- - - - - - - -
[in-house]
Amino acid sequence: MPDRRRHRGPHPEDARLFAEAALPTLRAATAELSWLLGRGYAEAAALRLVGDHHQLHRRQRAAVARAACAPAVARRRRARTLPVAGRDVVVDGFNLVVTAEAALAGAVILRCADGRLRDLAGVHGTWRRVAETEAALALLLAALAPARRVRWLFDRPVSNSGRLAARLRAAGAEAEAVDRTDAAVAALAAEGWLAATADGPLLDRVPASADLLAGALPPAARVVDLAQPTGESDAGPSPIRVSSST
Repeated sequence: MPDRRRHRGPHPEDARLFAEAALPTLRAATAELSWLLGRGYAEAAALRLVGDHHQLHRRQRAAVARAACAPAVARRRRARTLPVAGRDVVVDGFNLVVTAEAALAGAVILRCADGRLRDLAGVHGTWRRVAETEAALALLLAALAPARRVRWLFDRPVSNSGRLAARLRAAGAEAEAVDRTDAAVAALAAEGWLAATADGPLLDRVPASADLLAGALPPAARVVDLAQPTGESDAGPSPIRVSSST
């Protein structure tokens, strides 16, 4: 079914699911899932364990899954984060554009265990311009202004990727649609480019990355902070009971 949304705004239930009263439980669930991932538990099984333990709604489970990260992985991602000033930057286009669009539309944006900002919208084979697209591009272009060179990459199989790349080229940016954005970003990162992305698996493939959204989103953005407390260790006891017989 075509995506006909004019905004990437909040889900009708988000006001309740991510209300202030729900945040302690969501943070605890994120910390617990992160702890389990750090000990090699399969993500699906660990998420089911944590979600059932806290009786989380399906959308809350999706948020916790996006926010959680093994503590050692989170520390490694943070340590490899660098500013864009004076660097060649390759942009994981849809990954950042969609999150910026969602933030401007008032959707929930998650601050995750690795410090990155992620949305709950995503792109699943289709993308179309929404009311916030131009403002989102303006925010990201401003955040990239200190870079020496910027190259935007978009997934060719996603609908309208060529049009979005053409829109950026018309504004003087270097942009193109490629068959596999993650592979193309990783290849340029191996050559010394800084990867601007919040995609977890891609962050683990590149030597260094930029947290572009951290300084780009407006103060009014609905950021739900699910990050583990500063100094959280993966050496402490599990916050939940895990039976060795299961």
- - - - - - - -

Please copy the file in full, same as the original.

[in-house]
Amino acid sequence: MPDRRRHRGPHPEDARLFAEAALPTLRAATAELSWLLGRGYAEAAALRLVGDHHQLHRRQRAAVARAACAPAVARRRRARTLPVAGRDVVVDGFNLVVTAEAALAGAVILRCADGRLRDLAGVHGTWRRVAETEAALALLLAALAPARRVRWLFDRPVSNSGRLAARLRAAGAEAEAVDRTDAAVAALAAEGWLAATADGPLLDRVPASADLLAGALPPAARVVDLAQPTGESDAGPSPIRVSSST
Repeated sequence: MPDRRRHRGPHPEDARLFAEAALPTLRAATAELSWLLGRGYAEAAALRLVGDHHQLHRRQRAAVARAACAPAVARRRRARTLPVAGRDVVVDGFNLVVTAEAALAGAVILRCADGRLRDLAGVHGTWRRVAETEAALALLLAALAPARRVRWLFDRPVSNSGRLAARLRAAGAEAEAVDRTDAAVAALAAEGWLAATADGPLLDRVPASADLLAGALPPAARVVDLAQPTGESDAGPSPIRVSSST
């Protein structure tokens, strides 16, 4: 079914699911899932364990899954984060554009265990311009202004990727649609480019990355902070009971 949304705004239930009263439980669930991932538990099984333990709604489970990260992985991602000033930057286009669009539309944006900002919208084979697209591009272009060179990459199989790349080229940016954005970003990162992305698996493939959204989103953005407390260790006891017989 075509995506006909004019905004990437909040889900009708988000006001309740991510209300202030729900945040302690969501943070605890994120910390617990992160702890389990750090000990090699399969993500699906660990998420089911944590979600059932806290009786989380399906959308809350999706948020916790996006926010959680093994503590050692989170520390490694943070340590490899660098500013864009004076660097060649390759942009994981849809990954950042969609999150910026969602933030401007008032959707929930998650601050995750690795410090990155992620949305709950995503792109699943289709993308179309929404009311916030131009403002989102303006925010990201401003955040990239200190870079020496910027190259935007978009997934060719996603609908309208060529049009979005053409829109950026018309504004003087270097942009193109490629068959596999993650592979193309990783290849340029191996050559010394800084990867601007919040995609977890891609962050683990590149030597260094930029947290572009951290300084780009407006103060009014609905950021739900699910990050583990500063100094959280993966050496402490599990916050939940895990039976060795299961």